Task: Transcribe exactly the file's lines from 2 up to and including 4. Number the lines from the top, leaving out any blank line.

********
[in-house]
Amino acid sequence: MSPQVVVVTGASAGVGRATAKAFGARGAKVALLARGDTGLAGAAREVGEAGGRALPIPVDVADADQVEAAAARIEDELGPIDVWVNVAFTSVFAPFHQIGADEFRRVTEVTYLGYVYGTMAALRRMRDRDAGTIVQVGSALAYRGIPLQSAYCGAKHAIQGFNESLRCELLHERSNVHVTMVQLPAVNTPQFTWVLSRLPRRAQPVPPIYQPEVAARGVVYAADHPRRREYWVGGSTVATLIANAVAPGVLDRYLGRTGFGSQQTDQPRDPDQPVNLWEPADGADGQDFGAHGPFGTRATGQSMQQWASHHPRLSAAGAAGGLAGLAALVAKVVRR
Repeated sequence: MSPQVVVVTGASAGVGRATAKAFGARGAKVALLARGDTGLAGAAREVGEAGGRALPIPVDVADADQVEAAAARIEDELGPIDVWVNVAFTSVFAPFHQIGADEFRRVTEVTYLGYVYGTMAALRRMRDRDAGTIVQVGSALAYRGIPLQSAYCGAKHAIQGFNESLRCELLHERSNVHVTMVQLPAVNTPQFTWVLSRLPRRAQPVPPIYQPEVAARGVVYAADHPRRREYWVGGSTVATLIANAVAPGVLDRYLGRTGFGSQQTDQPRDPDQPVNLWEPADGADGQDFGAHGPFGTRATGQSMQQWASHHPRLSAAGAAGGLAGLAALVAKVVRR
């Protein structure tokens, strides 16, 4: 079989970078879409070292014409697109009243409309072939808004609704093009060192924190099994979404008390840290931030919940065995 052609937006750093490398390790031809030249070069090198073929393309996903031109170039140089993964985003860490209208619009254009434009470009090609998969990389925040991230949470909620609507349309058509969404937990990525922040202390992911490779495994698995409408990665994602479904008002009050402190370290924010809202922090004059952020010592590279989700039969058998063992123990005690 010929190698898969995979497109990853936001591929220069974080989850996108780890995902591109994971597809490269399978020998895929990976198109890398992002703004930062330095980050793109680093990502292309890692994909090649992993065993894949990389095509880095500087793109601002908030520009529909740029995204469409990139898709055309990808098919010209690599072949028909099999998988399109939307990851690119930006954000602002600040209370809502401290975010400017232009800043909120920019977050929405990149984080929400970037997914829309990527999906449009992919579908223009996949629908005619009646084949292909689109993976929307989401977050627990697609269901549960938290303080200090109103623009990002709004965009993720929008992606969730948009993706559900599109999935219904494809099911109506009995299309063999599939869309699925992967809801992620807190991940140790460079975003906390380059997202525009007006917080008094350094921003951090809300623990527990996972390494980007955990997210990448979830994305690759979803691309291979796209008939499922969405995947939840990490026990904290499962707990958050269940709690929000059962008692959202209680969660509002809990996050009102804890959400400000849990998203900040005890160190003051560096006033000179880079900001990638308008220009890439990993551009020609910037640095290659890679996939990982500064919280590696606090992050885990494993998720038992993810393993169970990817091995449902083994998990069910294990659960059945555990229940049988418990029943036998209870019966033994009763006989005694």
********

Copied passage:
Amino acid sequence: MSPQVVVVTGASAGVGRATAKAFGARGAKVALLARGDTGLAGAAREVGEAGGRALPIPVDVADADQVEAAAARIEDELGPIDVWVNVAFTSVFAPFHQIGADEFRRVTEVTYLGYVYGTMAALRRMRDRDAGTIVQVGSALAYRGIPLQSAYCGAKHAIQGFNESLRCELLHERSNVHVTMVQLPAVNTPQFTWVLSRLPRRAQPVPPIYQPEVAARGVVYAADHPRRREYWVGGSTVATLIANAVAPGVLDRYLGRTGFGSQQTDQPRDPDQPVNLWEPADGADGQDFGAHGPFGTRATGQSMQQWASHHPRLSAAGAAGGLAGLAALVAKVVRR
Repeated sequence: MSPQVVVVTGASAGVGRATAKAFGARGAKVALLARGDTGLAGAAREVGEAGGRALPIPVDVADADQVEAAAARIEDELGPIDVWVNVAFTSVFAPFHQIGADEFRRVTEVTYLGYVYGTMAALRRMRDRDAGTIVQVGSALAYRGIPLQSAYCGAKHAIQGFNESLRCELLHERSNVHVTMVQLPAVNTPQFTWVLSRLPRRAQPVPPIYQPEVAARGVVYAADHPRRREYWVGGSTVATLIANAVAPGVLDRYLGRTGFGSQQTDQPRDPDQPVNLWEPADGADGQDFGAHGPFGTRATGQSMQQWASHHPRLSAAGAAGGLAGLAALVAKVVRR
């Protein structure tokens, strides 16, 4: 079989970078879409070292014409697109009243409309072939808004609704093009060192924190099994979404008390840290931030919940065995 052609937006750093490398390790031809030249070069090198073929393309996903031109170039140089993964985003860490209208619009254009434009470009090609998969990389925040991230949470909620609507349309058509969404937990990525922040202390992911490779495994698995409408990665994602479904008002009050402190370290924010809202922090004059952020010592590279989700039969058998063992123990005690 010929190698898969995979497109990853936001591929220069974080989850996108780890995902591109994971597809490269399978020998895929990976198109890398992002703004930062330095980050793109680093990502292309890692994909090649992993065993894949990389095509880095500087793109601002908030520009529909740029995204469409990139898709055309990808098919010209690599072949028909099999998988399109939307990851690119930006954000602002600040209370809502401290975010400017232009800043909120920019977050929405990149984080929400970037997914829309990527999906449009992919579908223009996949629908005619009646084949292909689109993976929307989401977050627990697609269901549960938290303080200090109103623009990002709004965009993720929008992606969730948009993706559900599109999935219904494809099911109506009995299309063999599939869309699925992967809801992620807190991940140790460079975003906390380059997202525009007006917080008094350094921003951090809300623990527990996972390494980007955990997210990448979830994305690759979803691309291979796209008939499922969405995947939840990490026990904290499962707990958050269940709690929000059962008692959202209680969660509002809990996050009102804890959400400000849990998203900040005890160190003051560096006033000179880079900001990638308008220009890439990993551009020609910037640095290659890679996939990982500064919280590696606090992050885990494993998720038992993810393993169970990817091995449902083994998990069910294990659960059945555990229940049988418990029943036998209870019966033994009763006989005694």